February 16, 2023
Heart Health Awareness: Addressing Racial Disparities and Helping Individuals with Heart Disease
Every February MANNA joins a multitude of organizations in recognizing American Heart Month to showcase the importance of heart health, while we work year-round to support those who are impacted by heart disease and related conditions. Heart disease is the leading cause of death in the United States, and its impact on many communities in Philadelphia is significant. Each year, MANNA helps more than 1,900 clients with heart disease by utilizing nutrition guidelines from the American Heart Association to provide medically tailored meals that are heart-healthy, high in protein, and moderate in carbohydrates, sodium, and fat to help treat their condition and improve their quality of life.
When working with communities as diverse as those in our city, we must acknowledge existing health disparities and their root causes. While the risk of heart disease exists for all Philadelphians, the danger is higher for racial and ethnic minority groups, especially among Black communities in Philadelphia.
How Race and Ethnicity Play a Role in Heart Disease
Black communities face a greater risk of developing heart disease due to a combination of factors rooted in structural racism, including low income, low educational attainment, poor environmental conditions, poor access to healthcare, and communication barriers (i.e. social determinants of health). These conditions produce drastically different health outcomes for our city’s population that vary by neighborhood. Consider the following differences when comparing the more affluent and white community of Center City to the majority low-income and Black community of Nicetown/Tioga located in North Philadelphia:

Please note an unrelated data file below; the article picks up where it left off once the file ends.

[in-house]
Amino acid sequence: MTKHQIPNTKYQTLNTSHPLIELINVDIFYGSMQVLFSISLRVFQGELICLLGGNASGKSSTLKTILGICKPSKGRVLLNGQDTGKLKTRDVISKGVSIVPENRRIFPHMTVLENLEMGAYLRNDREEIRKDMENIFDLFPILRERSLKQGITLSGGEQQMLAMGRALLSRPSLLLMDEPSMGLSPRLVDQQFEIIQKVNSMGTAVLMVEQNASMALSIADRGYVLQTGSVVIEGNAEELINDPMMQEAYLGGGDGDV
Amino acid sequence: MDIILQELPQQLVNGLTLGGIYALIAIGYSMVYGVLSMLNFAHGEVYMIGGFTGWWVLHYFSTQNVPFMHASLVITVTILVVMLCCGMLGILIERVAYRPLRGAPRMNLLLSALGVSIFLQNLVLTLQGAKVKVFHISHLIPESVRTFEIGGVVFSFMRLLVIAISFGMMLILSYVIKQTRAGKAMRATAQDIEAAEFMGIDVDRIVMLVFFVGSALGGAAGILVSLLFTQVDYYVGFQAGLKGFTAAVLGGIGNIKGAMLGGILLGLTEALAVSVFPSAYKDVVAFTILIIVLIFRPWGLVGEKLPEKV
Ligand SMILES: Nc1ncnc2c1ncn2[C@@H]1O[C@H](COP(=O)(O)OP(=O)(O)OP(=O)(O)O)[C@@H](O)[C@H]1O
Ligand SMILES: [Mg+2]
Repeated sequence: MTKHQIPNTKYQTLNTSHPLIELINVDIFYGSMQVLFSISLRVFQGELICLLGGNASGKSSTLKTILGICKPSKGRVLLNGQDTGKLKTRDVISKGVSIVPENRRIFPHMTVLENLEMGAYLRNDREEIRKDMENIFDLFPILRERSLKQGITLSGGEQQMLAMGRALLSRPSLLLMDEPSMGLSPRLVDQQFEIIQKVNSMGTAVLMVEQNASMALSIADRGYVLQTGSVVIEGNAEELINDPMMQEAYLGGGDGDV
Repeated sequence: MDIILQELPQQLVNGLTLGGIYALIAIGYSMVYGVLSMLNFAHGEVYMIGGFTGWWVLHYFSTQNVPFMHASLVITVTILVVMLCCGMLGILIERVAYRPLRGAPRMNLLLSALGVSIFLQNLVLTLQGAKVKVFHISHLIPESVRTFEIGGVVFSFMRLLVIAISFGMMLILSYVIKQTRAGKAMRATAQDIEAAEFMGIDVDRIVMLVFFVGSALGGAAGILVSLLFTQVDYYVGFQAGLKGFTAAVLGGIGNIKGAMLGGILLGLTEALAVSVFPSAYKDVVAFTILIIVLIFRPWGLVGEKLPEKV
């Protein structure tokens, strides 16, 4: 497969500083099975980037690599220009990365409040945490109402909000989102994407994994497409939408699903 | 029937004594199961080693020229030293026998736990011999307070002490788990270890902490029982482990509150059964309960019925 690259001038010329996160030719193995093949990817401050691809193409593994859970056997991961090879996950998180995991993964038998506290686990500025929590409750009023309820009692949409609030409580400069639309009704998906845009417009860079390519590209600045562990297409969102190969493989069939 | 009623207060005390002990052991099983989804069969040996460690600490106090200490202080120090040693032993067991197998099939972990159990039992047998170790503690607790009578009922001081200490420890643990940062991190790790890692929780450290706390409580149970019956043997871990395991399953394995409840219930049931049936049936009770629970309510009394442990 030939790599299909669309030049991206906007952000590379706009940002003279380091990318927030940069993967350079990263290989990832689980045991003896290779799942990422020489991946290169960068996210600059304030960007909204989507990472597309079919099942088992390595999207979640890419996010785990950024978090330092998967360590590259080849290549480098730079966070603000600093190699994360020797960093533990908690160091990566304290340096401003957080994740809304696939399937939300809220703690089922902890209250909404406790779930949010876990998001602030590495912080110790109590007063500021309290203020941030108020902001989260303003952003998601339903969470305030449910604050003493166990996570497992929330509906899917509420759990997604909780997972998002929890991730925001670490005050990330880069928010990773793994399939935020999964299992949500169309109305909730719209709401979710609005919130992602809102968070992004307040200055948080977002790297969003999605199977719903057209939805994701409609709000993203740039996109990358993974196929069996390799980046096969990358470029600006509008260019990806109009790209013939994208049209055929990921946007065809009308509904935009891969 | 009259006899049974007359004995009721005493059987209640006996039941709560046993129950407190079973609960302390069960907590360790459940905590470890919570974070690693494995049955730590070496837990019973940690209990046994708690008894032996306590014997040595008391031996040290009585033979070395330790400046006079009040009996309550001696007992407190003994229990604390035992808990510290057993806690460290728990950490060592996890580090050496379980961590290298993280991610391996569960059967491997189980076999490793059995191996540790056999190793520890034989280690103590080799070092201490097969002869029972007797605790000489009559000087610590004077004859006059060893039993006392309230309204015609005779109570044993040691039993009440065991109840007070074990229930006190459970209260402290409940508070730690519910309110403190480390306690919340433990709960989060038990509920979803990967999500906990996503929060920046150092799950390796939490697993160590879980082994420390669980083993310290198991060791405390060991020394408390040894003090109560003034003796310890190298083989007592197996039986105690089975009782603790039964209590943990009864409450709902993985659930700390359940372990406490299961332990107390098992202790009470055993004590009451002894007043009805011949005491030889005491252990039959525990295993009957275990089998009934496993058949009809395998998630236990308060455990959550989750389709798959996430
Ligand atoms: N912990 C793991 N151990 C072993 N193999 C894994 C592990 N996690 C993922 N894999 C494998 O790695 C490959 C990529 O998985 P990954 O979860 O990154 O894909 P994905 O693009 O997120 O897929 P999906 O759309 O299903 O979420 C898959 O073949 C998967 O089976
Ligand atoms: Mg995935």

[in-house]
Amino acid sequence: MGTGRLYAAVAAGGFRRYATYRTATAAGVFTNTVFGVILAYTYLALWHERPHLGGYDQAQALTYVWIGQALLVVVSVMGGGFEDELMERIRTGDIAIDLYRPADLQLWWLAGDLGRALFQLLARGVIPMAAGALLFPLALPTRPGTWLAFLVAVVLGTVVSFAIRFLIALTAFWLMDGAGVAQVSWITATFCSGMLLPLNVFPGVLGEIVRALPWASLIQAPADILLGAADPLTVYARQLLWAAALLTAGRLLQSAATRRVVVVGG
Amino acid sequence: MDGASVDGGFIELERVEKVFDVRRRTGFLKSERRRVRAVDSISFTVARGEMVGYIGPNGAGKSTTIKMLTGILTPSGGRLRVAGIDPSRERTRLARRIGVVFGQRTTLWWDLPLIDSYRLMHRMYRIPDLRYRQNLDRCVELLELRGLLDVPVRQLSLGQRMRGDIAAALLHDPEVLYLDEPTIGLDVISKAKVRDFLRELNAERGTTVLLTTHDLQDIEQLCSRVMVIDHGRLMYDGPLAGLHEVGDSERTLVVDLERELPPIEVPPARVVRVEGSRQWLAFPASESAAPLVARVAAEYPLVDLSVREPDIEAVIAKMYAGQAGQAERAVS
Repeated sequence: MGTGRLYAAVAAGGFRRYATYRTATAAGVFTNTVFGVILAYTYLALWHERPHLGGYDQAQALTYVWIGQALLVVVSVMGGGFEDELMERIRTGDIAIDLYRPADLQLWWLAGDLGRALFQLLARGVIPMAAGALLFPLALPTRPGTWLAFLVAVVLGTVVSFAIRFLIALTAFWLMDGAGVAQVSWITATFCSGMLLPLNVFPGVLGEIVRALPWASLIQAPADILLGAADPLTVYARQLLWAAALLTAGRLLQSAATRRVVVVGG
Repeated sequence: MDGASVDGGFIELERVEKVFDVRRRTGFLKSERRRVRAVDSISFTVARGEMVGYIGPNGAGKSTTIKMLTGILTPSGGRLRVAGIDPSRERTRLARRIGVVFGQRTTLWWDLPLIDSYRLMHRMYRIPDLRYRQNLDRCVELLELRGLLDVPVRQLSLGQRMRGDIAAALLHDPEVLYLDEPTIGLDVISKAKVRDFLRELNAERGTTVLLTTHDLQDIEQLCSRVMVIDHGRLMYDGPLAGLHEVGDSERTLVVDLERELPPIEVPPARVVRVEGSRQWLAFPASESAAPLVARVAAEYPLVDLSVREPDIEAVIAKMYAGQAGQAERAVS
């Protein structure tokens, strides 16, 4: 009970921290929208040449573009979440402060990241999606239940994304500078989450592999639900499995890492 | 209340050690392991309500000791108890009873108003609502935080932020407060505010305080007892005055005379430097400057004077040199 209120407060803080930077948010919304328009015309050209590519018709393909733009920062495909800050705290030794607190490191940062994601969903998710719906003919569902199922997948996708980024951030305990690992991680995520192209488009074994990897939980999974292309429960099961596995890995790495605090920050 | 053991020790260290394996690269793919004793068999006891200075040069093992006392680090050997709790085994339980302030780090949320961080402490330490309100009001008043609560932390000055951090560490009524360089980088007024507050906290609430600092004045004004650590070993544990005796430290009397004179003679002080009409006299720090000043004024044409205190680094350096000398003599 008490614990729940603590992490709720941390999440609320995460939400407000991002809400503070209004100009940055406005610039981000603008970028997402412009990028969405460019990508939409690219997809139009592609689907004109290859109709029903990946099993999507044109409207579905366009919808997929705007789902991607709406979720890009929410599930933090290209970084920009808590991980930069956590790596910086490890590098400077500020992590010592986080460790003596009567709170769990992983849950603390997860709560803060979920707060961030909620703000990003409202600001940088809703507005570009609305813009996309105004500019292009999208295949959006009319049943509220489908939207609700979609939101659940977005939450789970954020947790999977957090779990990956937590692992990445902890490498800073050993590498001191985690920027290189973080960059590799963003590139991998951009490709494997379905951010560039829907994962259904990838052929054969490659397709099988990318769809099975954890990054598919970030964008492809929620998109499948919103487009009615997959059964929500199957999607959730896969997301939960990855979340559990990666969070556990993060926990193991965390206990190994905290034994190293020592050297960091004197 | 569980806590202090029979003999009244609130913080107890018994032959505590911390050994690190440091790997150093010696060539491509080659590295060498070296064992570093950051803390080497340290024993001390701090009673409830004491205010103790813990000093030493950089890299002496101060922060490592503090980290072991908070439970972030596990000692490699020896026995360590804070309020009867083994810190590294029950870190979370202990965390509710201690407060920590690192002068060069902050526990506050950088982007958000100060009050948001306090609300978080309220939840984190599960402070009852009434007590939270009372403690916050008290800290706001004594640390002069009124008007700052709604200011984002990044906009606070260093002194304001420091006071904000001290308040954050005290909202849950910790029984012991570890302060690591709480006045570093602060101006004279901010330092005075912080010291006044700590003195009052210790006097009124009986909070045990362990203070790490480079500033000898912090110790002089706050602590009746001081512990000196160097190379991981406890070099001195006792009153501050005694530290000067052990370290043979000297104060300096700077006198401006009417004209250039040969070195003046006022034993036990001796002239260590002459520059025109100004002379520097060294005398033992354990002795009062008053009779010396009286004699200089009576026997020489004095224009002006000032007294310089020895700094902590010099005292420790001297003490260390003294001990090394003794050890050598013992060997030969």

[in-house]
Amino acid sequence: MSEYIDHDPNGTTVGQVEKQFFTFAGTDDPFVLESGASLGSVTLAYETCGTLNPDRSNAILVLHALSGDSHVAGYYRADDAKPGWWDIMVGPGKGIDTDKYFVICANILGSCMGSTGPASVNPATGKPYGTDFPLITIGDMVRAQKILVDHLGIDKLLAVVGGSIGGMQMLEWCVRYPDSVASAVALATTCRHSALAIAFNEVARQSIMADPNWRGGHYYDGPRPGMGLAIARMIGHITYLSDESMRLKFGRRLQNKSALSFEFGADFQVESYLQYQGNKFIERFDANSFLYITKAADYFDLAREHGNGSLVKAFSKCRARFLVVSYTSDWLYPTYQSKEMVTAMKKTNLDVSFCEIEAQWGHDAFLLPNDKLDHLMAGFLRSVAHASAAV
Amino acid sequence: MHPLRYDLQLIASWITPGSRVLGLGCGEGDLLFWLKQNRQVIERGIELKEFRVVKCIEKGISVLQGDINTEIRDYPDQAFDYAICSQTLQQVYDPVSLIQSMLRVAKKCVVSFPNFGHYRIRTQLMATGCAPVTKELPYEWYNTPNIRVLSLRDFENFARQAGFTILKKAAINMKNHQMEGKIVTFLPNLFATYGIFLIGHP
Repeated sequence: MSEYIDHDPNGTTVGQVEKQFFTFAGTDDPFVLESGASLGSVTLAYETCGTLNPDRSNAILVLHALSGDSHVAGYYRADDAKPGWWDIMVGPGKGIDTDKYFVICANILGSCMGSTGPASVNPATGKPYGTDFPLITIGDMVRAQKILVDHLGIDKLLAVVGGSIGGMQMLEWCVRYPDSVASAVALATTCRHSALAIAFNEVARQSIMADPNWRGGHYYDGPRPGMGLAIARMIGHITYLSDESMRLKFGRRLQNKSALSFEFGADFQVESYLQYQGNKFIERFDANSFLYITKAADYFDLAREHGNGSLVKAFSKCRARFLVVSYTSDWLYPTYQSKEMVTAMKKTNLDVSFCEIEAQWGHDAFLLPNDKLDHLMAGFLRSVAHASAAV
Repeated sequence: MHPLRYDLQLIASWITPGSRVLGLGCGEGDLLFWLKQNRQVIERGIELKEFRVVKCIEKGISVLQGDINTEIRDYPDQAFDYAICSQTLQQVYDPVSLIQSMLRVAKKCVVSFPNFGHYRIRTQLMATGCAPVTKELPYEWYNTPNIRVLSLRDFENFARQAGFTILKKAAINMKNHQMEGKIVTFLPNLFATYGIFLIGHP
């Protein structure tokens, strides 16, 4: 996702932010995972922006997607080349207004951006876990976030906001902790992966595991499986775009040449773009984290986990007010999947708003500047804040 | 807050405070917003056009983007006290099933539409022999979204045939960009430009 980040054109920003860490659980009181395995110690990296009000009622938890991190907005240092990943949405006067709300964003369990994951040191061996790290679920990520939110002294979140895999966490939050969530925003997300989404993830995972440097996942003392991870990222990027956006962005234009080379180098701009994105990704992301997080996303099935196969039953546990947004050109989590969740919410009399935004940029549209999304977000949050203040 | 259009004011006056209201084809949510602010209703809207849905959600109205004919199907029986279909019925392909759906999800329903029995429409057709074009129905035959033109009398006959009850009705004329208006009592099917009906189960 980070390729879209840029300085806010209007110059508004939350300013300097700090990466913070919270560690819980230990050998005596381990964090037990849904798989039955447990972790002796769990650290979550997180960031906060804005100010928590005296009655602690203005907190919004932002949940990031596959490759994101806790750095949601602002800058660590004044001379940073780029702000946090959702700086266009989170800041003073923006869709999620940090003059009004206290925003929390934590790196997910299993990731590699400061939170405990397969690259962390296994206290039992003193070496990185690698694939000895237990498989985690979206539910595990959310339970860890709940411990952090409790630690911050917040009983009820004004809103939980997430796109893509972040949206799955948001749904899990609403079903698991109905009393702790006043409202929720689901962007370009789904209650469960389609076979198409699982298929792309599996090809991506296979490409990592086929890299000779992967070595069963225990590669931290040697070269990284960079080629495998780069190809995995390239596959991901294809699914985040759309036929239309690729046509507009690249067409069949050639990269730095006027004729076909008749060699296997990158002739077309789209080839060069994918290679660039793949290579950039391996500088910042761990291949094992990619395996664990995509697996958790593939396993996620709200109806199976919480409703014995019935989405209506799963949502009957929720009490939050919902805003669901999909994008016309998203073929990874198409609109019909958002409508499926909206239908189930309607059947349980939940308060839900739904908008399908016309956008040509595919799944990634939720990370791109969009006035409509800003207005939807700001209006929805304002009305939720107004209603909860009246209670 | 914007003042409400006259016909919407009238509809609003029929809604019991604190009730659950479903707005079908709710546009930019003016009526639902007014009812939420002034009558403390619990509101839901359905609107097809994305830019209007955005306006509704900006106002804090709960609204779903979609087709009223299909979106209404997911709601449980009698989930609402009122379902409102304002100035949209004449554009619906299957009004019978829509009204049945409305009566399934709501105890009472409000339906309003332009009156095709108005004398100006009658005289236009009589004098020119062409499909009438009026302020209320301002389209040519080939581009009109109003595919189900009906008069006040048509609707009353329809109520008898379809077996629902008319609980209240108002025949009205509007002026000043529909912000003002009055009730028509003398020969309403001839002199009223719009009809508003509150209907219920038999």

- Hypertension impacts 45.4% of the population in the Nicetown/Tioga neighborhood of Philadelphia, vs. 23.3% of the population in Center City;
- Stroke impacts 6.5% of Nicetown/Tioga residents, compared to 1.7% of Center City residents;
- 17 % of Nicetown/Tioga residents live more than a half mile away from a supermarket, compared to just 0.7% of Center City residents.
What Can Be Done
Although many risk factors for developing heart disease are due to broader social determinants of health, there are actions that individuals can take to help reduce their risk. Incorporating health-promoting behaviors into daily routines, such as consuming more fruits and vegetables and getting enough exercise, are ways to reduce the risk of heart disease. Unfortunately, many people in our City – and our country – face barriers to accessing nutritious food due to many of the factors described above. And when individuals are diagnosed with heart disease and prescribed a diet to help manage their condition, the current healthcare system is not equipped to incorporate nutrition in the treatment process for all who need it.
However, there are steps we can take to combat the impact of heart disease on our communities. First, we will continue providing nutritious, medically tailored meals to our neighbors in need and increase our reach in highly impacted communities. We will also continue to offer nutrition counseling to educate and empower our clients to make the best food choices they can for their condition, and share information on the benefits of good nutrition for long-term health and wellbeing. Finally, through our policy advocacy and MANNA Institute findings, we will support greater access to medically tailored meals by building the case for insurance programs to cover our services for individuals needing a specialized diet alongside their medical treatment.
Taking these steps will result in better management of diet-related illnesses, such as heart disease, that disproportionately impact communities across our City. Here at MANNA, we will continue working alongside our communities to combat health disparities by ensuring access to nutrition services essential to the health and wellbeing of all Philadelphians.